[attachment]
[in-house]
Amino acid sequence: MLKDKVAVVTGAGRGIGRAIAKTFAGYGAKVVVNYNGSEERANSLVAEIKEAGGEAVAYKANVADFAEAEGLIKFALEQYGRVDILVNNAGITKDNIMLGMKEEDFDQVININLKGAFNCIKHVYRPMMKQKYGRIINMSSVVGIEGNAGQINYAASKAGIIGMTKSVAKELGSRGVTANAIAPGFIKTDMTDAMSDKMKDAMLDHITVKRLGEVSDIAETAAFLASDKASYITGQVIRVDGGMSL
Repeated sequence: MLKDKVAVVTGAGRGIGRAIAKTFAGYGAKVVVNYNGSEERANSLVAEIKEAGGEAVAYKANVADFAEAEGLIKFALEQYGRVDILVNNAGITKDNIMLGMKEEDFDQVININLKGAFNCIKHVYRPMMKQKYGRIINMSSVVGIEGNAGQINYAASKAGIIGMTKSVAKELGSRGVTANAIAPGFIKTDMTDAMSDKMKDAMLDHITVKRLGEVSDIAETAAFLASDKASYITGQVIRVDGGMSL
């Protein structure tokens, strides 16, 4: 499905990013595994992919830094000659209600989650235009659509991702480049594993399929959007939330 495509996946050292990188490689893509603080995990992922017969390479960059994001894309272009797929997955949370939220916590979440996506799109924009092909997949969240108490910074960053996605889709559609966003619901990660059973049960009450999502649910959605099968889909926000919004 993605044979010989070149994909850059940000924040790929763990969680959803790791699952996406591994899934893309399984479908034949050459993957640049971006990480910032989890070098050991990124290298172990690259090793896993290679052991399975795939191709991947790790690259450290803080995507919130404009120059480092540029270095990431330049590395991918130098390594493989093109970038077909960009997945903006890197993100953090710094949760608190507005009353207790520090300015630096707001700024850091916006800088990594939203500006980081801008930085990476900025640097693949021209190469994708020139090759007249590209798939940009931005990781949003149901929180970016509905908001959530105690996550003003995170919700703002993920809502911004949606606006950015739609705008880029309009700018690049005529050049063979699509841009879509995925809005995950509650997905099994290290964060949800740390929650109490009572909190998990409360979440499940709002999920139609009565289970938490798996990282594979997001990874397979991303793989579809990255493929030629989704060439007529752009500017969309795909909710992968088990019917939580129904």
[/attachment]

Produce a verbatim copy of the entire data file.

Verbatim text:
[in-house]
Amino acid sequence: MLKDKVAVVTGAGRGIGRAIAKTFAGYGAKVVVNYNGSEERANSLVAEIKEAGGEAVAYKANVADFAEAEGLIKFALEQYGRVDILVNNAGITKDNIMLGMKEEDFDQVININLKGAFNCIKHVYRPMMKQKYGRIINMSSVVGIEGNAGQINYAASKAGIIGMTKSVAKELGSRGVTANAIAPGFIKTDMTDAMSDKMKDAMLDHITVKRLGEVSDIAETAAFLASDKASYITGQVIRVDGGMSL
Repeated sequence: MLKDKVAVVTGAGRGIGRAIAKTFAGYGAKVVVNYNGSEERANSLVAEIKEAGGEAVAYKANVADFAEAEGLIKFALEQYGRVDILVNNAGITKDNIMLGMKEEDFDQVININLKGAFNCIKHVYRPMMKQKYGRIINMSSVVGIEGNAGQINYAASKAGIIGMTKSVAKELGSRGVTANAIAPGFIKTDMTDAMSDKMKDAMLDHITVKRLGEVSDIAETAAFLASDKASYITGQVIRVDGGMSL
């Protein structure tokens, strides 16, 4: 499905990013595994992919830094000659209600989650235009659509991702480049594993399929959007939330 495509996946050292990188490689893509603080995990992922017969390479960059994001894309272009797929997955949370939220916590979440996506799109924009092909997949969240108490910074960053996605889709559609966003619901990660059973049960009450999502649910959605099968889909926000919004 993605044979010989070149994909850059940000924040790929763990969680959803790791699952996406591994899934893309399984479908034949050459993957640049971006990480910032989890070098050991990124290298172990690259090793896993290679052991399975795939191709991947790790690259450290803080995507919130404009120059480092540029270095990431330049590395991918130098390594493989093109970038077909960009997945903006890197993100953090710094949760608190507005009353207790520090300015630096707001700024850091916006800088990594939203500006980081801008930085990476900025640097693949021209190469994708020139090759007249590209798939940009931005990781949003149901929180970016509905908001959530105690996550003003995170919700703002993920809502911004949606606006950015739609705008880029309009700018690049005529050049063979699509841009879509995925809005995950509650997905099994290290964060949800740390929650109490009572909190998990409360979440499940709002999920139609009565289970938490798996990282594979997001990874397979991303793989579809990255493929030629989704060439007529752009500017969309795909909710992968088990019917939580129904």